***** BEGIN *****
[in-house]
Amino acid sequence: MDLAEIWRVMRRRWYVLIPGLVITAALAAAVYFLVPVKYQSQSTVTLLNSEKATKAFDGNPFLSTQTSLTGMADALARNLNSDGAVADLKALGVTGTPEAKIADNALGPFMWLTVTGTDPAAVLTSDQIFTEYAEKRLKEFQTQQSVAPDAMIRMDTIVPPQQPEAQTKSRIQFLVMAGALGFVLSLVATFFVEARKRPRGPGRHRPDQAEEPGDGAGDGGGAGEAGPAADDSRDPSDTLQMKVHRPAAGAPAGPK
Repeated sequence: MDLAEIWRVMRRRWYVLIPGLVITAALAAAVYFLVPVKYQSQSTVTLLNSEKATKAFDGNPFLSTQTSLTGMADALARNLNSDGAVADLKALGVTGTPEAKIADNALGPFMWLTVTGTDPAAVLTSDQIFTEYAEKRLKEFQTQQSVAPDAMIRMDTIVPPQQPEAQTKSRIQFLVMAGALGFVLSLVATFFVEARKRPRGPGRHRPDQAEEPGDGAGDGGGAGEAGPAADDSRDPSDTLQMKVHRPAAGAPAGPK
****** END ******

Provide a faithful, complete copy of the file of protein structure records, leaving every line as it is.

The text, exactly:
[in-house]
Amino acid sequence: MDLAEIWRVMRRRWYVLIPGLVITAALAAAVYFLVPVKYQSQSTVTLLNSEKATKAFDGNPFLSTQTSLTGMADALARNLNSDGAVADLKALGVTGTPEAKIADNALGPFMWLTVTGTDPAAVLTSDQIFTEYAEKRLKEFQTQQSVAPDAMIRMDTIVPPQQPEAQTKSRIQFLVMAGALGFVLSLVATFFVEARKRPRGPGRHRPDQAEEPGDGAGDGGGAGEAGPAADDSRDPSDTLQMKVHRPAAGAPAGPK
Repeated sequence: MDLAEIWRVMRRRWYVLIPGLVITAALAAAVYFLVPVKYQSQSTVTLLNSEKATKAFDGNPFLSTQTSLTGMADALARNLNSDGAVADLKALGVTGTPEAKIADNALGPFMWLTVTGTDPAAVLTSDQIFTEYAEKRLKEFQTQQSVAPDAMIRMDTIVPPQQPEAQTKSRIQFLVMAGALGFVLSLVATFFVEARKRPRGPGRHRPDQAEEPGDGAGDGGGAGEAGPAADDSRDPSDTLQMKVHRPAAGAPAGPK